For implementing the previously mentioned merge or skip rules, there is a merge/skip encoder 40 which can also be embodied in a ROM. The inputs to merge/skip encoder 40 are constituted by the P2 and P'1 outputs of encoders 36 and 38. The merge/skip encoder 40 is constructed and arranged to achieve the code patterns shown in FIG. 2 at serial numbers 2, 3, 6 and 7.
Merge/skip encoder 40 is a binary device so that the outputs thereof are in either a low state or a high state. Thus, as in the case of present word encoder 36 and following word encoder 38, there are separated outputs representative of the ternary 1 and ternary 2 code symbols for positions P'1, P3 and P2. The outputs of merge/skip encoder 40 are coupled to the inputs of a 1's shift register 42 and a 2's shift register 44. Shift registers 42 and 44 have parallel inputs and serial outputs and act to convert the parallel input signals to serial output signals. The 1's shift register has six inputs coupled to the respective 1 outputs of encoders 36, 38 and 40, and the 2's shift register 44 has six inputs coupled to the 2 outputs of such encoders. Thus, the 1's shift register will produce a serial output only in correspondence with a 1 input to any of its input terminals and the 2's shift register 44 will produce a serial output only in response to application of a 2 to one of its inputs. The serial outputs of shift registers 42 and 44 are connected as inputs to a write encoder driver 46, the input from 1's shift register 42 being indicated at 48 and the input from 2's shift register 44 being indicated at 50. Write encoder driver 46 includes a current source for energizing a magnetic read/write head 52 and input circuitry to the current source for controlling the same in accordance with the signal conditions at inputs 48 and 50. Read/write head 52 interfaces with a disk 54 or like magnetizable medium so as to afford storage of the ternary code symbols in the form of magnetic changes on the surface of the medium.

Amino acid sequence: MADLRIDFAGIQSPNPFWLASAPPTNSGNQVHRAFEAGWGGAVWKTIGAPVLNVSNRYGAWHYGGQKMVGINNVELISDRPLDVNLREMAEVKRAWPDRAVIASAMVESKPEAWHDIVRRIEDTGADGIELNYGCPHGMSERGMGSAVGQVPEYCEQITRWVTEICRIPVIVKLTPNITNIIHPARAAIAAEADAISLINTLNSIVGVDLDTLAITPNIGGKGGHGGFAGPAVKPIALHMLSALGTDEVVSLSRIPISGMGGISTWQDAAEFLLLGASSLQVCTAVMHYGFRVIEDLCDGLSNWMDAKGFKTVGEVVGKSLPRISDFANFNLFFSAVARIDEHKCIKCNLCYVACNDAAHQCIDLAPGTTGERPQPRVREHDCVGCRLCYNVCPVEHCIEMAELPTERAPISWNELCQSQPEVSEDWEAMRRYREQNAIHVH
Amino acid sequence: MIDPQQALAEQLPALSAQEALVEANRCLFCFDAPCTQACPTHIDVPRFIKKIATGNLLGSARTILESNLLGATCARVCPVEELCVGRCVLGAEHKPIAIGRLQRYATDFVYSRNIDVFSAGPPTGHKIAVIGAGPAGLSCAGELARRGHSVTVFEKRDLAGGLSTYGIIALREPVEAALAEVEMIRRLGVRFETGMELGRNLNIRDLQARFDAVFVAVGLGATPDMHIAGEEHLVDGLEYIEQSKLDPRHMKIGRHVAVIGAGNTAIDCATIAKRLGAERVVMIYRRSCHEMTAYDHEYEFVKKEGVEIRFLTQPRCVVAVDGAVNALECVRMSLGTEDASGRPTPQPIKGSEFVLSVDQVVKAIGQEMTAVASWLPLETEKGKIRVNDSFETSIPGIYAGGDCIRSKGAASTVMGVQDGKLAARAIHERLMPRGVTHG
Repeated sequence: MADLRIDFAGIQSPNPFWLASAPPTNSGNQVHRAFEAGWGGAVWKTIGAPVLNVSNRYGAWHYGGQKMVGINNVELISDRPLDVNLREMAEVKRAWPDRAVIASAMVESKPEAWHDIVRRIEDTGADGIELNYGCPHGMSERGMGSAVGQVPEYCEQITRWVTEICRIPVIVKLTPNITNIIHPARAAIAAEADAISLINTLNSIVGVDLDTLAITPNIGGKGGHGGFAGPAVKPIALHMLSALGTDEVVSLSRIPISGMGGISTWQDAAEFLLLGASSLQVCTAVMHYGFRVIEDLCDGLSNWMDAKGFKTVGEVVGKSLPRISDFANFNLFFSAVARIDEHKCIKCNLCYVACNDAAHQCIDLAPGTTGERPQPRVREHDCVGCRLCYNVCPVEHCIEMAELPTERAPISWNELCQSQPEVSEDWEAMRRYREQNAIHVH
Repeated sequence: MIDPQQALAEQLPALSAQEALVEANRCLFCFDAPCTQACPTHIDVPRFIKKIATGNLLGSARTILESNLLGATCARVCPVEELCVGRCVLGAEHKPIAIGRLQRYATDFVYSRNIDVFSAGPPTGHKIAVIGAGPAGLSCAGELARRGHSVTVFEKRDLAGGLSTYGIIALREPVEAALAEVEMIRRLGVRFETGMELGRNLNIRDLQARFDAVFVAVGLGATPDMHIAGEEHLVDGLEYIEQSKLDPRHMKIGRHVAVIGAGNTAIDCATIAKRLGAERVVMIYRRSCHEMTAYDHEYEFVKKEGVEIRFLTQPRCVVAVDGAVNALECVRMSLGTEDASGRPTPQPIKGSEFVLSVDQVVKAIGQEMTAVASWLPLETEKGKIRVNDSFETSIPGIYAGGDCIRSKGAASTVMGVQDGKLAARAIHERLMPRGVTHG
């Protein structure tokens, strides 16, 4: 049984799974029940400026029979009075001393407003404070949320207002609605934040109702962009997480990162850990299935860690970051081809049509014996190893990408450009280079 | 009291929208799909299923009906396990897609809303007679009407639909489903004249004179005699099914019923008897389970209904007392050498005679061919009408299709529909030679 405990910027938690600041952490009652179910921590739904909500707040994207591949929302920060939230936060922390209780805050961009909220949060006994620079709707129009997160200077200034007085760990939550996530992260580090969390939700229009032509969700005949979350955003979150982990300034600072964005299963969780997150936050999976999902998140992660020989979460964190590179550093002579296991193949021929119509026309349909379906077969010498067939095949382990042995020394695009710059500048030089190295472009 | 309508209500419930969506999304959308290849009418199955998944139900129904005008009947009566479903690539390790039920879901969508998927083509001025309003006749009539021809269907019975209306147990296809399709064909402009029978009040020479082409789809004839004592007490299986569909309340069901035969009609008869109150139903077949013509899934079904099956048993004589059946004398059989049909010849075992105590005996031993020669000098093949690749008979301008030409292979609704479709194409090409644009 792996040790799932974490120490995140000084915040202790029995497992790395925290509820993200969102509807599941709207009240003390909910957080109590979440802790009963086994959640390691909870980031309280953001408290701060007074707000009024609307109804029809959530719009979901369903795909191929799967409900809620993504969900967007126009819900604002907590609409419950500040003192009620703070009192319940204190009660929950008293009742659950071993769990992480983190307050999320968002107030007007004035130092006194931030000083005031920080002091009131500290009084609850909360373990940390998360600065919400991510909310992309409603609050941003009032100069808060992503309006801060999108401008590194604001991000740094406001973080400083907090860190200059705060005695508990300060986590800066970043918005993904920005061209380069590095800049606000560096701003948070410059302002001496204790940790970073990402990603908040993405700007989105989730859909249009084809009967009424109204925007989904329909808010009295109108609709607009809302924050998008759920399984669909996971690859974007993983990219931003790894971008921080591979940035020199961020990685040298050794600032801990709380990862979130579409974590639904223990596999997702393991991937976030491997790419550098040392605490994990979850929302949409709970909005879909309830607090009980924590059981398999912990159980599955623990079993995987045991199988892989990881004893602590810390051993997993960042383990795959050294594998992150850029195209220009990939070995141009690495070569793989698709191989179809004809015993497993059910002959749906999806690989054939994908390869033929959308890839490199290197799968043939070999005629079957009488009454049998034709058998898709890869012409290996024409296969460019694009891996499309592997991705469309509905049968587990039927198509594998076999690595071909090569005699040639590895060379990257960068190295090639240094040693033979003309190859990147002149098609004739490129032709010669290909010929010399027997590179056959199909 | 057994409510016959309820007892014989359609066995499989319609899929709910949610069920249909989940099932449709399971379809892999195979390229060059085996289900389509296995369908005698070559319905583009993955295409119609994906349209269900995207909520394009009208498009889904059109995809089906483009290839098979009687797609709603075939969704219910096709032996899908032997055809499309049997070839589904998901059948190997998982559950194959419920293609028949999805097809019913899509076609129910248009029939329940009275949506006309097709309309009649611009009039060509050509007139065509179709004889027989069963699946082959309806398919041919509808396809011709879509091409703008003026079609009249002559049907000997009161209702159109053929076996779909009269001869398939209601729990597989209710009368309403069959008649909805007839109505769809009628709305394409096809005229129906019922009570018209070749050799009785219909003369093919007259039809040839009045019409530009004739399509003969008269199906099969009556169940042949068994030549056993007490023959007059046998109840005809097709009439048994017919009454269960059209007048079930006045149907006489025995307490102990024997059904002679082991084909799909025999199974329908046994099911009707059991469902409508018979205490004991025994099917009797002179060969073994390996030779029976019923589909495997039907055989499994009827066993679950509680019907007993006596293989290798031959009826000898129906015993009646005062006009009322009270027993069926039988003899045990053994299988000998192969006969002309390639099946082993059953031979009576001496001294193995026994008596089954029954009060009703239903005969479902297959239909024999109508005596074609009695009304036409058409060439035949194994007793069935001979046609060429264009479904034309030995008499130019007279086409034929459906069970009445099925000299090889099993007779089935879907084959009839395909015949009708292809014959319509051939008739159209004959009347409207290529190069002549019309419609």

The timing of the foregoing operations is similar to that explained for the two-thirds rate encoding system described in commonly owned U.S. Pat. No. 4,337,458, issued June 29, 1982. More specifically, a data bit clock applied to present data word shift register 30 and following data word shift register 22 operates to shift the input serial binary data through the shift registers at the data rate. At the outset of encoding, after the first four data bits (first two binary data words) have been loaded into registers 22 and 30, a meomentary word clock pulse applied to 1's shift register 42 and 2's shift register 44 causes the code signals corresponding to the two data words to be loaded into registers 42 and 44. A position clock applied to registers 42 and 44 and occurring at a rate one and a half times that of the data bit clock functions to shift the code signals at positions P1, P2 and P3 out of registers 42 and 44 to the input of write encoder driver 46 during the same interval that the following data word is being shifted into present data word register 30 and the next two binary data bits are shifted into following data word register 22. Then the cycle repeats on occurrence of the next word clock pulse (after every two data bit clocks) applied to 1's and 2's registers 42 and 44 for loading new code signals therein. It will be noted that, except for the first data word, each succeeding data word is encoded twice, first when it is stored in following data word register 22 and again after it is shifted into present data word register 30. If the new code signals corresponding to a data word are different on the occasion of the second encoding from those produced on the occasion of the first encoding, the new code signals loaded into positions P1, P2 and P3 of 1's and 2's shift registers 42 and 44 overwrite the code signals shifted into those positions from positions P'1, P'2 and P'3. Referring to FIG. 2 though it will be noted that such overwrite must not occur in the case of the serial numbers 2 and 7 data word combinations because the code signals corresponding to the ternary 1 and ternary 2 code symbols at the P'1 position have already been merged to the P3 position. Such overwrite is precluded simply by sensing when a merge has occurred, that is when a signal appears at the P3 output of merge/skip encoder 40, and in such instances inhibiting the word clock applied to 1's and 2's shift registers 42 and 44, whereby no new code signals are loaded therein until the contents of such registers have been shifted six positions.